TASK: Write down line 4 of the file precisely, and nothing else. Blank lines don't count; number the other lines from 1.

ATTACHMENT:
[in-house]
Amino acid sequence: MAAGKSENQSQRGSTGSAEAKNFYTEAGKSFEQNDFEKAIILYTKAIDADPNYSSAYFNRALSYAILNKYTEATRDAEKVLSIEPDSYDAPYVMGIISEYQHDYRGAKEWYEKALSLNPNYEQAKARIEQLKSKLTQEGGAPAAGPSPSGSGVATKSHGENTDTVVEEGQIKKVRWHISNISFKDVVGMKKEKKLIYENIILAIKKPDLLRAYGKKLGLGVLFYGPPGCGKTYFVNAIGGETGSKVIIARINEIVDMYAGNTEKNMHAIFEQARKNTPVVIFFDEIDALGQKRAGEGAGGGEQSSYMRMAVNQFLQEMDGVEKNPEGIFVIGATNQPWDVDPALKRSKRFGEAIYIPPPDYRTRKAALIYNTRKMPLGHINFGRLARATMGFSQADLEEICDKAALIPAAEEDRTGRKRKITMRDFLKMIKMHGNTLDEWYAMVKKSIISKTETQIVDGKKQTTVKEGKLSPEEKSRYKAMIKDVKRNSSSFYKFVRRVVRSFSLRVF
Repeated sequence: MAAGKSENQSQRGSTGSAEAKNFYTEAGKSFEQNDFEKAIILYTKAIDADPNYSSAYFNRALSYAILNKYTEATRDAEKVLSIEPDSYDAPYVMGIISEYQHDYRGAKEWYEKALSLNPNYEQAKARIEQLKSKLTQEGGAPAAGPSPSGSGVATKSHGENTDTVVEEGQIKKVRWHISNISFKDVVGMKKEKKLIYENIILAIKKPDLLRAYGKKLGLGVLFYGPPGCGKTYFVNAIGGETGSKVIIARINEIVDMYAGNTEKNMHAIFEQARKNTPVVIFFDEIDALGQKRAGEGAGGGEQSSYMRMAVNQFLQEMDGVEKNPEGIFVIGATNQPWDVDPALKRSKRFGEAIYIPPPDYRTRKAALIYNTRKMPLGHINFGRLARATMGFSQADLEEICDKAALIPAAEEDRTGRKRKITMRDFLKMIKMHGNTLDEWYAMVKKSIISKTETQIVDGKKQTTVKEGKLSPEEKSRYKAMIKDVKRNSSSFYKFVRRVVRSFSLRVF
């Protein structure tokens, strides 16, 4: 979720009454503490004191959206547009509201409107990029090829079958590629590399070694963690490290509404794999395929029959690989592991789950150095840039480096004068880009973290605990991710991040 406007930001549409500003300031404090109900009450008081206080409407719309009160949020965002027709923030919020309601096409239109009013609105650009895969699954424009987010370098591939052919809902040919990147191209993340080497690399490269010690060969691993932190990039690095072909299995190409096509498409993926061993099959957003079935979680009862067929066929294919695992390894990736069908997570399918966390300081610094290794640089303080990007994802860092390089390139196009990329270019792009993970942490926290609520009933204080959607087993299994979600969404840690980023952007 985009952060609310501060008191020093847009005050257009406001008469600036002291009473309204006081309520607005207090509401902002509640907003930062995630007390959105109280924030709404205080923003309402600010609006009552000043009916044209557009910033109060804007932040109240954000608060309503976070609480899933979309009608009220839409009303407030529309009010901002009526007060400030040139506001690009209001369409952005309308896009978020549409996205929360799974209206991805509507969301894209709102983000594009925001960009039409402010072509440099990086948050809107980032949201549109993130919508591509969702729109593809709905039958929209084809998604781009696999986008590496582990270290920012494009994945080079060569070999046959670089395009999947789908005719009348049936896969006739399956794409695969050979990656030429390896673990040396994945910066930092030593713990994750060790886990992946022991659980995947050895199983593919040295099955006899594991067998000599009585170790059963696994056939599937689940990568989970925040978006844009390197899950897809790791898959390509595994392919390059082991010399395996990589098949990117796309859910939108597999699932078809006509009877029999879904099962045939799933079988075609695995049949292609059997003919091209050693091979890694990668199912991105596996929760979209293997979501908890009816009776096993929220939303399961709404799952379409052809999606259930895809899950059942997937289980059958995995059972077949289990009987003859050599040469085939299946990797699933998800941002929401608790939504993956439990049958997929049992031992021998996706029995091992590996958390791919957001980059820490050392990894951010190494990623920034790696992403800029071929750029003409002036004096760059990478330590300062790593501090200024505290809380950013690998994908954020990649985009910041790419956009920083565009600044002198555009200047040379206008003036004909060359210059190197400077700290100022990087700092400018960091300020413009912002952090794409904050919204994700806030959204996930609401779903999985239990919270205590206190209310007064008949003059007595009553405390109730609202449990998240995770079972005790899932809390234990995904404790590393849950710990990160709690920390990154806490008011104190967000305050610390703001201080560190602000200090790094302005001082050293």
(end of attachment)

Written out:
């Protein structure tokens, strides 16, 4: 979720009454503490004191959206547009509201409107990029090829079958590629590399070694963690490290509404794999395929029959690989592991789950150095840039480096004068880009973290605990991710991040 406007930001549409500003300031404090109900009450008081206080409407719309009160949020965002027709923030919020309601096409239109009013609105650009895969699954424009987010370098591939052919809902040919990147191209993340080497690399490269010690060969691993932190990039690095072909299995190409096509498409993926061993099959957003079935979680009862067929066929294919695992390894990736069908997570399918966390300081610094290794640089303080990007994802860092390089390139196009990329270019792009993970942490926290609520009933204080959607087993299994979600969404840690980023952007 985009952060609310501060008191020093847009005050257009406001008469600036002291009473309204006081309520607005207090509401902002509640907003930062995630007390959105109280924030709404205080923003309402600010609006009552000043009916044209557009910033109060804007932040109240954000608060309503976070609480899933979309009608009220839409009303407030529309009010901002009526007060400030040139506001690009209001369409952005309308896009978020549409996205929360799974209206991805509507969301894209709102983000594009925001960009039409402010072509440099990086948050809107980032949201549109993130919508591509969702729109593809709905039958929209084809998604781009696999986008590496582990270290920012494009994945080079060569070999046959670089395009999947789908005719009348049936896969006739399956794409695969050979990656030429390896673990040396994945910066930092030593713990994750060790886990992946022991659980995947050895199983593919040295099955006899594991067998000599009585170790059963696994056939599937689940990568989970925040978006844009390197899950897809790791898959390509595994392919390059082991010399395996990589098949990117796309859910939108597999699932078809006509009877029999879904099962045939799933079988075609695995049949292609059997003919091209050693091979890694990668199912991105596996929760979209293997979501908890009816009776096993929220939303399961709404799952379409052809999606259930895809899950059942997937289980059958995995059972077949289990009987003859050599040469085939299946990797699933998800941002929401608790939504993956439990049958997929049992031992021998996706029995091992590996958390791919957001980059820490050392990894951010190494990623920034790696992403800029071929750029003409002036004096760059990478330590300062790593501090200024505290809380950013690998994908954020990649985009910041790419956009920083565009600044002198555009200047040379206008003036004909060359210059190197400077700290100022990087700092400018960091300020413009912002952090794409904050919204994700806030959204996930609401779903999985239990919270205590206190209310007064008949003059007595009553405390109730609202449990998240995770079972005790899932809390234990995904404790590393849950710990990160709690920390990154806490008011104190967000305050610390703001201080560190602000200090790094302005001082050293």